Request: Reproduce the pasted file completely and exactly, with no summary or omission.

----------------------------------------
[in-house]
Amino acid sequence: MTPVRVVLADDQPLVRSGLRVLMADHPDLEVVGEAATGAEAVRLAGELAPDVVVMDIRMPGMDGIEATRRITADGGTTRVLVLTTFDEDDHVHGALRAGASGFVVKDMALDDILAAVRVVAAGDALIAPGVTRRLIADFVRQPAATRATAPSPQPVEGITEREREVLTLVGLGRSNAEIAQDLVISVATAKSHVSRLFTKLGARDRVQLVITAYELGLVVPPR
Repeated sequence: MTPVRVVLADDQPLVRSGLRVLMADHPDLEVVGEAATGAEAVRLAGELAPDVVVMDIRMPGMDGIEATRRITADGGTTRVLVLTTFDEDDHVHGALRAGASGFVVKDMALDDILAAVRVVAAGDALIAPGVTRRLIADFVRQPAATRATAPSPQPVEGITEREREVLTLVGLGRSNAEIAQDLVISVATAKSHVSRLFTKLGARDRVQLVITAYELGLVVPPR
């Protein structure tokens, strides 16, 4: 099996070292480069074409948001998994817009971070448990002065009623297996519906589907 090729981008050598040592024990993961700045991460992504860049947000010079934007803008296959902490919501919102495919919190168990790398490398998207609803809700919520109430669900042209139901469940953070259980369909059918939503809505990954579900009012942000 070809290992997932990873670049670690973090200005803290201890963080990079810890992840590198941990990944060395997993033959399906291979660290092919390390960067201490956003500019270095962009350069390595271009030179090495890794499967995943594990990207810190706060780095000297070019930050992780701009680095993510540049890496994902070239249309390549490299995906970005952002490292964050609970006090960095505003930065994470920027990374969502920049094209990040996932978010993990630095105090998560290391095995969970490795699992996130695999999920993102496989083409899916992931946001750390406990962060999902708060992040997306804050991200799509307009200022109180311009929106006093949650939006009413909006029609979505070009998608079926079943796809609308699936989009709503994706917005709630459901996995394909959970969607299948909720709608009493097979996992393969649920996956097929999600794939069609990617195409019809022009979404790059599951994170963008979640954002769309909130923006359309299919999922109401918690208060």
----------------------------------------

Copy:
[in-house]
Amino acid sequence: MTPVRVVLADDQPLVRSGLRVLMADHPDLEVVGEAATGAEAVRLAGELAPDVVVMDIRMPGMDGIEATRRITADGGTTRVLVLTTFDEDDHVHGALRAGASGFVVKDMALDDILAAVRVVAAGDALIAPGVTRRLIADFVRQPAATRATAPSPQPVEGITEREREVLTLVGLGRSNAEIAQDLVISVATAKSHVSRLFTKLGARDRVQLVITAYELGLVVPPR
Repeated sequence: MTPVRVVLADDQPLVRSGLRVLMADHPDLEVVGEAATGAEAVRLAGELAPDVVVMDIRMPGMDGIEATRRITADGGTTRVLVLTTFDEDDHVHGALRAGASGFVVKDMALDDILAAVRVVAAGDALIAPGVTRRLIADFVRQPAATRATAPSPQPVEGITEREREVLTLVGLGRSNAEIAQDLVISVATAKSHVSRLFTKLGARDRVQLVITAYELGLVVPPR
């Protein structure tokens, strides 16, 4: 099996070292480069074409948001998994817009971070448990002065009623297996519906589907 090729981008050598040592024990993961700045991460992504860049947000010079934007803008296959902490919501919102495919919190168990790398490398998207609803809700919520109430669900042209139901469940953070259980369909059918939503809505990954579900009012942000 070809290992997932990873670049670690973090200005803290201890963080990079810890992840590198941990990944060395997993033959399906291979660290092919390390960067201490956003500019270095962009350069390595271009030179090495890794499967995943594990990207810190706060780095000297070019930050992780701009680095993510540049890496994902070239249309390549490299995906970005952002490292964050609970006090960095505003930065994470920027990374969502920049094209990040996932978010993990630095105090998560290391095995969970490795699992996130695999999920993102496989083409899916992931946001750390406990962060999902708060992040997306804050991200799509307009200022109180311009929106006093949650939006009413909006029609979505070009998608079926079943796809609308699936989009709503994706917005709630459901996995394909959970969607299948909720709608009493097979996992393969649920996956097929999600794939069609990617195409019809022009979404790059599951994170963008979640954002769309909130923006359309299919999922109401918690208060």